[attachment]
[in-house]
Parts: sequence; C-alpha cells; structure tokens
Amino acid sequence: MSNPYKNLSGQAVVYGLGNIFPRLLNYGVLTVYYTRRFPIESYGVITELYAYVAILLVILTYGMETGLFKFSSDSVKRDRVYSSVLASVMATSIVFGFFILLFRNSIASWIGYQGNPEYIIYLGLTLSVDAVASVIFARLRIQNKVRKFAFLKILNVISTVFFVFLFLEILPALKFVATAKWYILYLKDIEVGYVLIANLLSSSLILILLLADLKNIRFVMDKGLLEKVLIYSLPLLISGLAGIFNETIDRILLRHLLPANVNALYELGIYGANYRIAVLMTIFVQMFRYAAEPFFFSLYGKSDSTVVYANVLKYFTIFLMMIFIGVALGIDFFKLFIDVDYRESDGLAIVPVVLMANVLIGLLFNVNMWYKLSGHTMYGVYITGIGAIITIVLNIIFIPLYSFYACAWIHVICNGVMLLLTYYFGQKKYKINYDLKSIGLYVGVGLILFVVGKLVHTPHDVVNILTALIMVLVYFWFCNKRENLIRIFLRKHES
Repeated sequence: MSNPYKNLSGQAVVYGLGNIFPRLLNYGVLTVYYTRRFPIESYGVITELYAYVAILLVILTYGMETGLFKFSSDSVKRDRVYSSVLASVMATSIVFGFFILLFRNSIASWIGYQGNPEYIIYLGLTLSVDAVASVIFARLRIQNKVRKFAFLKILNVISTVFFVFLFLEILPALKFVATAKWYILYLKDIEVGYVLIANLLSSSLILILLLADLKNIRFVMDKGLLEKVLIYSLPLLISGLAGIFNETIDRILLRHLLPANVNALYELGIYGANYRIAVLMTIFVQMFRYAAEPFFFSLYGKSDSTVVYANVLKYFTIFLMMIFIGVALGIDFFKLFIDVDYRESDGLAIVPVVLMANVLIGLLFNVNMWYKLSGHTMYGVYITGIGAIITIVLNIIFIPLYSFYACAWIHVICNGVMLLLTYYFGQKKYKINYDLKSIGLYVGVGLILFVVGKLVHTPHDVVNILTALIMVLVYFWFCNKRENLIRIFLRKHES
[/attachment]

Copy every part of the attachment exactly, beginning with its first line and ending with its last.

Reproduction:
[in-house]
Parts: sequence; C-alpha cells; structure tokens
Amino acid sequence: MSNPYKNLSGQAVVYGLGNIFPRLLNYGVLTVYYTRRFPIESYGVITELYAYVAILLVILTYGMETGLFKFSSDSVKRDRVYSSVLASVMATSIVFGFFILLFRNSIASWIGYQGNPEYIIYLGLTLSVDAVASVIFARLRIQNKVRKFAFLKILNVISTVFFVFLFLEILPALKFVATAKWYILYLKDIEVGYVLIANLLSSSLILILLLADLKNIRFVMDKGLLEKVLIYSLPLLISGLAGIFNETIDRILLRHLLPANVNALYELGIYGANYRIAVLMTIFVQMFRYAAEPFFFSLYGKSDSTVVYANVLKYFTIFLMMIFIGVALGIDFFKLFIDVDYRESDGLAIVPVVLMANVLIGLLFNVNMWYKLSGHTMYGVYITGIGAIITIVLNIIFIPLYSFYACAWIHVICNGVMLLLTYYFGQKKYKINYDLKSIGLYVGVGLILFVVGKLVHTPHDVVNILTALIMVLVYFWFCNKRENLIRIFLRKHES
Repeated sequence: MSNPYKNLSGQAVVYGLGNIFPRLLNYGVLTVYYTRRFPIESYGVITELYAYVAILLVILTYGMETGLFKFSSDSVKRDRVYSSVLASVMATSIVFGFFILLFRNSIASWIGYQGNPEYIIYLGLTLSVDAVASVIFARLRIQNKVRKFAFLKILNVISTVFFVFLFLEILPALKFVATAKWYILYLKDIEVGYVLIANLLSSSLILILLLADLKNIRFVMDKGLLEKVLIYSLPLLISGLAGIFNETIDRILLRHLLPANVNALYELGIYGANYRIAVLMTIFVQMFRYAAEPFFFSLYGKSDSTVVYANVLKYFTIFLMMIFIGVALGIDFFKLFIDVDYRESDGLAIVPVVLMANVLIGLLFNVNMWYKLSGHTMYGVYITGIGAIITIVLNIIFIPLYSFYACAWIHVICNGVMLLLTYYFGQKKYKINYDLKSIGLYVGVGLILFVVGKLVHTPHDVVNILTALIMVLVYFWFCNKRENLIRIFLRKHES